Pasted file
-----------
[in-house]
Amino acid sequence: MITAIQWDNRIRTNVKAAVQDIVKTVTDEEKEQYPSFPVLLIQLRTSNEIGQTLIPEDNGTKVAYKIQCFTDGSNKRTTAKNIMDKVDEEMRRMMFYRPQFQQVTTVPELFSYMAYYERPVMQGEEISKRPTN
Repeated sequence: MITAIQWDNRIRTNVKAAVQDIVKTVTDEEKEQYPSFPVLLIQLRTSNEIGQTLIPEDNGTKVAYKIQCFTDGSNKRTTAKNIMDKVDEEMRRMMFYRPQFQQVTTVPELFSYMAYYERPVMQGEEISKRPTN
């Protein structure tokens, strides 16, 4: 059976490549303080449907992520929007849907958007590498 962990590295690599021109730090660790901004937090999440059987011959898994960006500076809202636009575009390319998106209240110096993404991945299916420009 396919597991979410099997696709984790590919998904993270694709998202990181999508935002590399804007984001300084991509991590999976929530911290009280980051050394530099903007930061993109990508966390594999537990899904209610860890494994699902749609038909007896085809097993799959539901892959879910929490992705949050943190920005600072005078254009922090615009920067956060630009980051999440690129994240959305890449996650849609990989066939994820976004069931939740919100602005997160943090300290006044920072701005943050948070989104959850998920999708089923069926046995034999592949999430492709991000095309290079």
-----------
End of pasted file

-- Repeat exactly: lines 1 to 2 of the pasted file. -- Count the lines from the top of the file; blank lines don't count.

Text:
[in-house]
Amino acid sequence: MITAIQWDNRIRTNVKAAVQDIVKTVTDEEKEQYPSFPVLLIQLRTSNEIGQTLIPEDNGTKVAYKIQCFTDGSNKRTTAKNIMDKVDEEMRRMMFYRPQFQQVTTVPELFSYMAYYERPVMQGEEISKRPTN